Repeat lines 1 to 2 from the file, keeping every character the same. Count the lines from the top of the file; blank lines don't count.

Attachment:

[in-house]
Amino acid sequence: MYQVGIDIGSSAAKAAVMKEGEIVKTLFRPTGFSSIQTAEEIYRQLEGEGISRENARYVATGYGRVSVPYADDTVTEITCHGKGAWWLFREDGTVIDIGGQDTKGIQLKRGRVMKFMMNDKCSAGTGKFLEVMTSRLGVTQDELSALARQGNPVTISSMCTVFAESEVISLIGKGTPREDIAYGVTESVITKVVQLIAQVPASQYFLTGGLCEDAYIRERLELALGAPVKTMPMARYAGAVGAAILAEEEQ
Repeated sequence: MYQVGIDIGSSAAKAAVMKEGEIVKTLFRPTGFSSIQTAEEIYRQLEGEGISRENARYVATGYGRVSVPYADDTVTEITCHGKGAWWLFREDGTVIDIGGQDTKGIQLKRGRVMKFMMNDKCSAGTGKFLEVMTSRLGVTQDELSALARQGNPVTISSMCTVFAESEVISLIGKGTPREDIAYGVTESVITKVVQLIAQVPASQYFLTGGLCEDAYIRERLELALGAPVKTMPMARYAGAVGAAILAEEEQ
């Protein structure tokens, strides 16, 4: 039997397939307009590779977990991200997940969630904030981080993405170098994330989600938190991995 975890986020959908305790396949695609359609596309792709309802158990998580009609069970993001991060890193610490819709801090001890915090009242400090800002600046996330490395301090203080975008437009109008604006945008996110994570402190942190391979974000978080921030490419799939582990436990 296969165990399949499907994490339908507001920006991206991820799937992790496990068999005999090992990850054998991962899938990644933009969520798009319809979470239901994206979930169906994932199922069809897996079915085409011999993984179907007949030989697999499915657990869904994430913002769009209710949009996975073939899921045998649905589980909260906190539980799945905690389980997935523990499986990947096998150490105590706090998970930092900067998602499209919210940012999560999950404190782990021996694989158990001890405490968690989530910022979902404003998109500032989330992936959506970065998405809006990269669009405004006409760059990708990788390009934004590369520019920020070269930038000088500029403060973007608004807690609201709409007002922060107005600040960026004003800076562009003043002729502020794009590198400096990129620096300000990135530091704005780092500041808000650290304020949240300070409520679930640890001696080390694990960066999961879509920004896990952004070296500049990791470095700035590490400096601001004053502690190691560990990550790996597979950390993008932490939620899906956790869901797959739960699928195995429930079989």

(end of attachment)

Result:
[in-house]
Amino acid sequence: MYQVGIDIGSSAAKAAVMKEGEIVKTLFRPTGFSSIQTAEEIYRQLEGEGISRENARYVATGYGRVSVPYADDTVTEITCHGKGAWWLFREDGTVIDIGGQDTKGIQLKRGRVMKFMMNDKCSAGTGKFLEVMTSRLGVTQDELSALARQGNPVTISSMCTVFAESEVISLIGKGTPREDIAYGVTESVITKVVQLIAQVPASQYFLTGGLCEDAYIRERLELALGAPVKTMPMARYAGAVGAAILAEEEQ